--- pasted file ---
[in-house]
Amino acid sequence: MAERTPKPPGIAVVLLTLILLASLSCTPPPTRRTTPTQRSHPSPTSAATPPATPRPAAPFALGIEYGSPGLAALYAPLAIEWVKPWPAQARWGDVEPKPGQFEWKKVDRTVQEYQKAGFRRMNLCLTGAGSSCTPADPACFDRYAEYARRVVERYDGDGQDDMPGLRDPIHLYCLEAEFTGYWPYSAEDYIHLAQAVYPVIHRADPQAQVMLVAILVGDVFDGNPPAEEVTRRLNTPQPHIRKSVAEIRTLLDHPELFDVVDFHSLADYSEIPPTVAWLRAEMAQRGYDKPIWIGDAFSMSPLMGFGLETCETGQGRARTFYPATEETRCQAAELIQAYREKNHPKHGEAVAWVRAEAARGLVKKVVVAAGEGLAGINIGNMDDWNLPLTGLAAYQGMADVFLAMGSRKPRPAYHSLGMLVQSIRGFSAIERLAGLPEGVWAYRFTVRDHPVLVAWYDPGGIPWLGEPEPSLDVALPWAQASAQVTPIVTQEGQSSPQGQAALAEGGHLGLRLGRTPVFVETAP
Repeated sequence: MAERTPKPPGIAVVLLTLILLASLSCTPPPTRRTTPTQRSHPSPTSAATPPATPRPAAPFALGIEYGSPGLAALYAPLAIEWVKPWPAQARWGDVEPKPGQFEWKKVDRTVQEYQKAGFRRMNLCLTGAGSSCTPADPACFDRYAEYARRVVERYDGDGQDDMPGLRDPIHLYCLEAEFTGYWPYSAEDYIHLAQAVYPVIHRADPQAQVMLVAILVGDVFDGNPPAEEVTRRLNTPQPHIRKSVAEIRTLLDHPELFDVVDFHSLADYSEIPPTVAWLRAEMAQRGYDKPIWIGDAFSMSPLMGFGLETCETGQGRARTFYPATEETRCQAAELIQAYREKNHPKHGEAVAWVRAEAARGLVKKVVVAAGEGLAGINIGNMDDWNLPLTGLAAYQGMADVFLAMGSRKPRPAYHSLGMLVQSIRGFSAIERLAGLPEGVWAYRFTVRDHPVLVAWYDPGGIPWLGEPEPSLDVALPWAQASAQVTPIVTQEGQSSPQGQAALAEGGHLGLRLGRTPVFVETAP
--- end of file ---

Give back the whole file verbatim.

[in-house]
Amino acid sequence: MAERTPKPPGIAVVLLTLILLASLSCTPPPTRRTTPTQRSHPSPTSAATPPATPRPAAPFALGIEYGSPGLAALYAPLAIEWVKPWPAQARWGDVEPKPGQFEWKKVDRTVQEYQKAGFRRMNLCLTGAGSSCTPADPACFDRYAEYARRVVERYDGDGQDDMPGLRDPIHLYCLEAEFTGYWPYSAEDYIHLAQAVYPVIHRADPQAQVMLVAILVGDVFDGNPPAEEVTRRLNTPQPHIRKSVAEIRTLLDHPELFDVVDFHSLADYSEIPPTVAWLRAEMAQRGYDKPIWIGDAFSMSPLMGFGLETCETGQGRARTFYPATEETRCQAAELIQAYREKNHPKHGEAVAWVRAEAARGLVKKVVVAAGEGLAGINIGNMDDWNLPLTGLAAYQGMADVFLAMGSRKPRPAYHSLGMLVQSIRGFSAIERLAGLPEGVWAYRFTVRDHPVLVAWYDPGGIPWLGEPEPSLDVALPWAQASAQVTPIVTQEGQSSPQGQAALAEGGHLGLRLGRTPVFVETAP
Repeated sequence: MAERTPKPPGIAVVLLTLILLASLSCTPPPTRRTTPTQRSHPSPTSAATPPATPRPAAPFALGIEYGSPGLAALYAPLAIEWVKPWPAQARWGDVEPKPGQFEWKKVDRTVQEYQKAGFRRMNLCLTGAGSSCTPADPACFDRYAEYARRVVERYDGDGQDDMPGLRDPIHLYCLEAEFTGYWPYSAEDYIHLAQAVYPVIHRADPQAQVMLVAILVGDVFDGNPPAEEVTRRLNTPQPHIRKSVAEIRTLLDHPELFDVVDFHSLADYSEIPPTVAWLRAEMAQRGYDKPIWIGDAFSMSPLMGFGLETCETGQGRARTFYPATEETRCQAAELIQAYREKNHPKHGEAVAWVRAEAARGLVKKVVVAAGEGLAGINIGNMDDWNLPLTGLAAYQGMADVFLAMGSRKPRPAYHSLGMLVQSIRGFSAIERLAGLPEGVWAYRFTVRDHPVLVAWYDPGGIPWLGEPEPSLDVALPWAQASAQVTPIVTQEGQSSPQGQAALAEGGHLGLRLGRTPVFVETAP